Amruta Bhate

Biochemistry Graduate Student

School of Molecular Cell Biology

B.S. Biochemistry - University of Mumbai

Worked in the Lab: December 2012 - July 2017

Current Position: Post-doc Fellow at UCSF


Funding: Herbert L. Carter fellowship in Biochemistry


Bhate A*, Parker DJ*, Bebee TW, Ahn J, Arif W, Rashan EH, Chorghade S, Chau A, Lee JH, Anakk S, Carstens RP, Xiao X and Kalsotra A (2015) ESRP2 controls an adult splicing program in hepatocytes to support postnatal liver maturation. Nat. Commun. 6:8768 | DOI: 10.1038/ncomms9768 | * denotes equal authors

Alam H., Bhate A., Gangadaran P., Sawant S., Sehgal L., Salot S., Dange P., Chaukar D., D’cruz A., Kannan S., Gude R., Dalal S. And Vaidya M. ‘Fascin overexpression promotes neoplastic progression in OSCC.’ BMC Cancer 12:32. doi: 10.1186/1471-2407-12-32.

Alam H., Gangadaran P, Bhate A, Chaukar DA, Sawant SS, Tiwari R, Bobade J, Kannan S, D’cruz AK, Kane S And Vaidya MM. ‘Loss of Kertain 8 phosphorylation leads to increased tumour progression and correlates with clinicopathological parameters of OSCC patients.’ PLoS One 6(11):e27767. doi: 10.1371.


(Click images to enlarge)

I am a Ph.D student in the Biochemistry Department. I hail from Mumbai, India. I have an undergrad degree in Biochemistry from the University of Mumbai. I love reading, it is hard for me to put down a book (a good one or otherwise) once I start reading! I love travelling, and my dream is to backpack across Europe! I also like learning new languages.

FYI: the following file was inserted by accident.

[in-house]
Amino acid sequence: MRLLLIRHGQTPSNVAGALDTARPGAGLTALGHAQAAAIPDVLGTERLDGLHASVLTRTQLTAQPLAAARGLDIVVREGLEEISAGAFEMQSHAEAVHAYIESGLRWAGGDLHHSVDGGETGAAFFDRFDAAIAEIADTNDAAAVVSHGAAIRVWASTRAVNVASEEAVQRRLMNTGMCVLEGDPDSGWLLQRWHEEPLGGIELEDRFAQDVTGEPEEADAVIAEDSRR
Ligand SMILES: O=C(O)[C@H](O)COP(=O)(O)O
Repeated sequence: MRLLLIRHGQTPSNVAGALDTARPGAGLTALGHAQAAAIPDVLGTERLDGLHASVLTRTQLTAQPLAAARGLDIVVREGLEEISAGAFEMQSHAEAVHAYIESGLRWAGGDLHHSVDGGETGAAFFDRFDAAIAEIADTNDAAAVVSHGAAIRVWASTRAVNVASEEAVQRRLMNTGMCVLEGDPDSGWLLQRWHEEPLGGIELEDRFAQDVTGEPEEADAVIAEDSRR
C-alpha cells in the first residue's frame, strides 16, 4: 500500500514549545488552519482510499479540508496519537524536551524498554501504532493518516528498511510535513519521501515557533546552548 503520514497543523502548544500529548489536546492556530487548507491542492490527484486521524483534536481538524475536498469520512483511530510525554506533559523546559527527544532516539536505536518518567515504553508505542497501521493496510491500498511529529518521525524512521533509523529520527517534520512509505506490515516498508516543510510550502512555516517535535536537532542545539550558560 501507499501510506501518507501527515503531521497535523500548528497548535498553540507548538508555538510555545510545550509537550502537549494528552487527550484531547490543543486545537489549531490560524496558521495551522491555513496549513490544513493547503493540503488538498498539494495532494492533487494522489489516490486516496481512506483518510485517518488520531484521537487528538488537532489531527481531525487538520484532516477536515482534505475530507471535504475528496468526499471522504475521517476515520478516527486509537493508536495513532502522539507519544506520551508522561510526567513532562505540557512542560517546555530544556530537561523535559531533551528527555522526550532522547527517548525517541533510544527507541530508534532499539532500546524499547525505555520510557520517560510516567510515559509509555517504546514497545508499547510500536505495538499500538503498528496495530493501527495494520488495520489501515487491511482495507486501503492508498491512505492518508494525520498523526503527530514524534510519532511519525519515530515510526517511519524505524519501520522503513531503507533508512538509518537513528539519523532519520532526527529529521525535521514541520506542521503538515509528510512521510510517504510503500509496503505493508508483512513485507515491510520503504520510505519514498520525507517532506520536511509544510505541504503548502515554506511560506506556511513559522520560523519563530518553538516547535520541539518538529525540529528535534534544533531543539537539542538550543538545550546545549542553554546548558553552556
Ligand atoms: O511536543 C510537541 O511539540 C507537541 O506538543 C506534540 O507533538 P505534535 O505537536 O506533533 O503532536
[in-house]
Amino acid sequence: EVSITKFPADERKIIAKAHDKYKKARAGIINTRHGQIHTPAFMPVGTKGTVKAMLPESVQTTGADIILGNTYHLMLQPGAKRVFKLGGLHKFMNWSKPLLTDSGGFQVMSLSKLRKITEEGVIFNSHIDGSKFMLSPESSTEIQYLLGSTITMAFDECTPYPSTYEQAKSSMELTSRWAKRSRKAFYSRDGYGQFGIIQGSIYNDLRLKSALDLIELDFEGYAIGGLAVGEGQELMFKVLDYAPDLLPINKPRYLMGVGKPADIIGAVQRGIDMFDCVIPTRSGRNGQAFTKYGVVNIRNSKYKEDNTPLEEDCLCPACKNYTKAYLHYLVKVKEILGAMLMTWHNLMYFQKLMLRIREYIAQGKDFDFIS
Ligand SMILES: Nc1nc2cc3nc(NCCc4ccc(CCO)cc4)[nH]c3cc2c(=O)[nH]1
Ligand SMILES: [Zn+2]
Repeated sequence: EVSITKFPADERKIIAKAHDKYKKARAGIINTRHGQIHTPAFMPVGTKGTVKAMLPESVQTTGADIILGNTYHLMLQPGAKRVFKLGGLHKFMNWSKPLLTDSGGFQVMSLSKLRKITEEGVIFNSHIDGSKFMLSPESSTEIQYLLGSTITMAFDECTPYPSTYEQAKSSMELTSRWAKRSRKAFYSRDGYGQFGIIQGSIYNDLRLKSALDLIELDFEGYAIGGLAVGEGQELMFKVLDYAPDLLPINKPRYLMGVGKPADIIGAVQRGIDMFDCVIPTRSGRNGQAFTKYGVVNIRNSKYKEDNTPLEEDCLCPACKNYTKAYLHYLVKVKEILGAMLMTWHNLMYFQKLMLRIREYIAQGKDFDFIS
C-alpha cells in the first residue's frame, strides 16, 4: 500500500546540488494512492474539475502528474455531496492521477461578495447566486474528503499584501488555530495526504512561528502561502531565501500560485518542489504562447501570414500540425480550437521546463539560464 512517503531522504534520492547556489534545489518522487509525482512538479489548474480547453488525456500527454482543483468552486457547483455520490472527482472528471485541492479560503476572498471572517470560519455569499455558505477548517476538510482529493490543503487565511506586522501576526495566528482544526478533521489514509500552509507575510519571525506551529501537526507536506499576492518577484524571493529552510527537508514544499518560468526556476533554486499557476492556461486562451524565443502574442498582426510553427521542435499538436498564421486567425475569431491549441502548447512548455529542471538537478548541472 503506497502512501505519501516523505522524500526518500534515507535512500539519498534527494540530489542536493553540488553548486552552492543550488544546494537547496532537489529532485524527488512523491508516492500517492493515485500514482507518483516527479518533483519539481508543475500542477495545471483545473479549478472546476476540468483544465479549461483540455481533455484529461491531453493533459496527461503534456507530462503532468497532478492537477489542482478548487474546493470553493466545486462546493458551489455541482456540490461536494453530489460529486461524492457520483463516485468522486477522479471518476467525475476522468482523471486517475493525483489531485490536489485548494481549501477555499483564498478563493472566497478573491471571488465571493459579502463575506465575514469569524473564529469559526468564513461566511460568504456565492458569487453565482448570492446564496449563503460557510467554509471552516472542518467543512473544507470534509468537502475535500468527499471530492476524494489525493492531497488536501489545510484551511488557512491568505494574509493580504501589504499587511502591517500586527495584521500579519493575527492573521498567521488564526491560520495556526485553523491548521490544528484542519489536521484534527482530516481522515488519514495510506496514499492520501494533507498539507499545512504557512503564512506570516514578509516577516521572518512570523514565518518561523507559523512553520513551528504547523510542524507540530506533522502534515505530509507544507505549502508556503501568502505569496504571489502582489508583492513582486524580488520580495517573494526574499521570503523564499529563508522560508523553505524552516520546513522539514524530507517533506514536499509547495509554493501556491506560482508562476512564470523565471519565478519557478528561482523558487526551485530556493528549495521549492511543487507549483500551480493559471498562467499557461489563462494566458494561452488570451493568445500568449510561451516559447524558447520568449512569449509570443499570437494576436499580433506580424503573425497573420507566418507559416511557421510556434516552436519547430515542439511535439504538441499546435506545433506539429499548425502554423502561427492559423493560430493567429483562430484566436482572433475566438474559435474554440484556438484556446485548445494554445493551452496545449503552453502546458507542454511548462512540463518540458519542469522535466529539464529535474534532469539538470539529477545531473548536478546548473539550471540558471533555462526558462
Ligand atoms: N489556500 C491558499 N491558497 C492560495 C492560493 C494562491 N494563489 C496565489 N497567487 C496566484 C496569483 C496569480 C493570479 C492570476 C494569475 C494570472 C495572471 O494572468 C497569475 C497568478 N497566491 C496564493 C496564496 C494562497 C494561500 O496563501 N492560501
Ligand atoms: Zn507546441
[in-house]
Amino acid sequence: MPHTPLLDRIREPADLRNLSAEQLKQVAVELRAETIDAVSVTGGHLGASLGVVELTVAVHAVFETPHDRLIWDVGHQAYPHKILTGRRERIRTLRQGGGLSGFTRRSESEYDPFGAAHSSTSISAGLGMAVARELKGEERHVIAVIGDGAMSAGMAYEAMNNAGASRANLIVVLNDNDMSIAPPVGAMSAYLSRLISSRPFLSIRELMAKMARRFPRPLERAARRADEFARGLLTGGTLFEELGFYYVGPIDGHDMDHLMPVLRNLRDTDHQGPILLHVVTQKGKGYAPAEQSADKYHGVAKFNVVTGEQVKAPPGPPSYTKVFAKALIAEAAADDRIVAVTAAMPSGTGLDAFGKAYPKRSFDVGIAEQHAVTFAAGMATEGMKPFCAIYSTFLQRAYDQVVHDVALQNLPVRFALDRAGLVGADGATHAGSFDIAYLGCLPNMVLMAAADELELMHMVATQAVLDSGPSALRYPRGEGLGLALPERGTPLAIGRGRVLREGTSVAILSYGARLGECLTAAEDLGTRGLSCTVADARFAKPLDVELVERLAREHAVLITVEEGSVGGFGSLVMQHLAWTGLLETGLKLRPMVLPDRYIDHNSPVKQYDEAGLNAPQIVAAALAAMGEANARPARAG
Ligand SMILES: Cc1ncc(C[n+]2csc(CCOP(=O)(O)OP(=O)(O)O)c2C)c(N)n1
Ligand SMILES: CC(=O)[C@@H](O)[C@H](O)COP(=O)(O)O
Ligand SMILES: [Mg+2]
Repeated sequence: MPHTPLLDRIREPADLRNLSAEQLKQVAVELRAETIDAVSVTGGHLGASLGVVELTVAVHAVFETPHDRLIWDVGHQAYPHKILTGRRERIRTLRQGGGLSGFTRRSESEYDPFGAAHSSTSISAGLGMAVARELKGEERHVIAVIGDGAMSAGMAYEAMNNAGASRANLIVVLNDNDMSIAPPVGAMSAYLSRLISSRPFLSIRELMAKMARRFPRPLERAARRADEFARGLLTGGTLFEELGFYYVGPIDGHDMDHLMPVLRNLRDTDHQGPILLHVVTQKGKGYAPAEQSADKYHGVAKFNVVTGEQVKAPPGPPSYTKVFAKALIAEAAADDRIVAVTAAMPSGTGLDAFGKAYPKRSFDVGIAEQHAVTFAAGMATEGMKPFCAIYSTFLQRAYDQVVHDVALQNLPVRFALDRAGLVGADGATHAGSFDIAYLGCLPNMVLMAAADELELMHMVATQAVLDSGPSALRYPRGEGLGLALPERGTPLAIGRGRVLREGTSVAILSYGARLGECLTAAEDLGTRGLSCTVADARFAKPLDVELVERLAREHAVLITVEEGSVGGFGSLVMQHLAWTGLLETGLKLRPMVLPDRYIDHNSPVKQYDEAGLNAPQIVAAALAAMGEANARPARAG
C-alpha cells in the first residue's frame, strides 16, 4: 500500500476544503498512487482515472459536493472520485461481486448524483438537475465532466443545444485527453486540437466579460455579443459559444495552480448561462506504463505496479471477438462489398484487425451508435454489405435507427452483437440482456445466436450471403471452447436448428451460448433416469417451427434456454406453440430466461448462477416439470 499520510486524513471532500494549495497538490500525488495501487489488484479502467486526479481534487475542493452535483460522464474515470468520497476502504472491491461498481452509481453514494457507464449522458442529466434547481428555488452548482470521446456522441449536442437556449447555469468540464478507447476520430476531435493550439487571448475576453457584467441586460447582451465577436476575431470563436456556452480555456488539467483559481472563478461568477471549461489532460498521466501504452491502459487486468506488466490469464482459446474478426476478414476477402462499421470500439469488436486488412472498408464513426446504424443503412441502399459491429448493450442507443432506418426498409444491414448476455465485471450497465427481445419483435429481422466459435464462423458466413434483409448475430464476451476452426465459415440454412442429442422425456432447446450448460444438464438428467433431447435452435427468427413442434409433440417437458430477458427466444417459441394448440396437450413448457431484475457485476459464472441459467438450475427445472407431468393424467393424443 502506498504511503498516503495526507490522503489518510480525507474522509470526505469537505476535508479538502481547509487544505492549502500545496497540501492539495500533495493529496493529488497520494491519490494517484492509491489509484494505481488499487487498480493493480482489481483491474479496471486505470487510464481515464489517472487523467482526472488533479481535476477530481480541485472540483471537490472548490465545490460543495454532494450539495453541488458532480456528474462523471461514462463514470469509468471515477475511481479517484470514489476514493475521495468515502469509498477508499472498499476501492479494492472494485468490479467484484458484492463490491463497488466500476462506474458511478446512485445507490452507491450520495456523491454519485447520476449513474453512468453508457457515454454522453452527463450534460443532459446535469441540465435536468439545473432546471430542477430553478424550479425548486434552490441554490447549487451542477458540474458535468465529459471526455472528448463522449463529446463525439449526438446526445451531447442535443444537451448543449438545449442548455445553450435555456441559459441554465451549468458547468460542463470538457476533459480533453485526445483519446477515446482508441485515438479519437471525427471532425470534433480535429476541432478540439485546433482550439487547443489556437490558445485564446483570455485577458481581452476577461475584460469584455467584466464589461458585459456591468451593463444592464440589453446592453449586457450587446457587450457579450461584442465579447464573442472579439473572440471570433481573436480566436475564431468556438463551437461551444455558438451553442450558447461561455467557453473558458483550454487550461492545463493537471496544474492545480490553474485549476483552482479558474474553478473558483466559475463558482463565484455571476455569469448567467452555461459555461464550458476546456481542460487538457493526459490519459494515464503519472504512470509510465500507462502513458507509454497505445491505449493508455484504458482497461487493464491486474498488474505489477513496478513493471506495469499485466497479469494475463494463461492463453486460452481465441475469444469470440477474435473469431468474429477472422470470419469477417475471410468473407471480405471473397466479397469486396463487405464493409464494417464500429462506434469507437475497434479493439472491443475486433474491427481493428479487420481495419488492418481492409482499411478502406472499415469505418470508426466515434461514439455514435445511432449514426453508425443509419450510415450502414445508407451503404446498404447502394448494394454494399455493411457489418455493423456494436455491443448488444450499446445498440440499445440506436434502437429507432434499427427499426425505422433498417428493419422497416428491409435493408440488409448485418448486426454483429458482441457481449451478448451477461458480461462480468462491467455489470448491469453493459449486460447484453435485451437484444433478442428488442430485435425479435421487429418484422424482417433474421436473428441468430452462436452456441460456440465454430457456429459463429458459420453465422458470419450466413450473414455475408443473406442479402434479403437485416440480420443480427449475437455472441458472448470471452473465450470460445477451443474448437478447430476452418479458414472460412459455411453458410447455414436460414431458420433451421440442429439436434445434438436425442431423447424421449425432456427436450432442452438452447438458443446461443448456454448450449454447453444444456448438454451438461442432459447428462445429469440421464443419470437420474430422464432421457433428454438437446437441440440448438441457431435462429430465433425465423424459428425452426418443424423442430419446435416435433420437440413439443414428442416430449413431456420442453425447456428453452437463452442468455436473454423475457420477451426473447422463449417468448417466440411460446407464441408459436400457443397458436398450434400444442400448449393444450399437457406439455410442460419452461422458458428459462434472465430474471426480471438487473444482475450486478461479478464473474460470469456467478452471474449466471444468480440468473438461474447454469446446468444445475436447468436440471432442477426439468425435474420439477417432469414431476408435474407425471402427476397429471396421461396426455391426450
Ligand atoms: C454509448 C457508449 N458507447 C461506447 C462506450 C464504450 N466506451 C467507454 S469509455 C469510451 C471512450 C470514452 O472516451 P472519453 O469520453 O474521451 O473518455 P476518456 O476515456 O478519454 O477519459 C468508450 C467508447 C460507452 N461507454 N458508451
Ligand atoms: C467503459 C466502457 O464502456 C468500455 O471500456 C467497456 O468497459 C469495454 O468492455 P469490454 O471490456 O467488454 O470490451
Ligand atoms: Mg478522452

During my undergrad, I had the opportunity to work in an oral cancer lab at ACTREC, Navi Mumbai where I had a chance to study closely how malfunction of cellular mechanisms can lead to malignancies. This further deepened my interest in studying the mechanisms/regulatory networks which control gene expression and determine cell and tissue function.

Alternative splicing (AS) is the most prominent mechanism to generate mRNA complexity which in turn results in increased proteome diversity. Liver is the major metabolic organ of the body which undergoes massive developmental transitions with regards to function and structure. Thus, I want to study the role of alternative pre-mRNA splicing in liver development. My long term goal is to identify the determinants of AS which drive developmental transitions in liver and characterize the functional role of certain RNA binding proteins like MBNL1, CELF1 in liver development.

Currently I am performing a genome-wide analysis of AS events during mammalian liver development to identify conserved and co-ordinately regulated events. During my preliminary analysis, I have screened ~150 events, based on the RNA-Seq experiment performed in the lab to check for the same (Fig.1 F,G), at two developmental timepoints; E18 and PN28 in mice and found that almost 80% of these events show a significant change in splicing pattern. This screening will eventually help us determine the gene pathways that undergo splicing during liver development. Using the Cre-lox Tissue specific/conditional knock-out mouse models for certain RNA Binding Proteins, which are being developed in the lab, we would be able to identify the splicing regulators which might be associated in the regulation of the splicing program during liver development.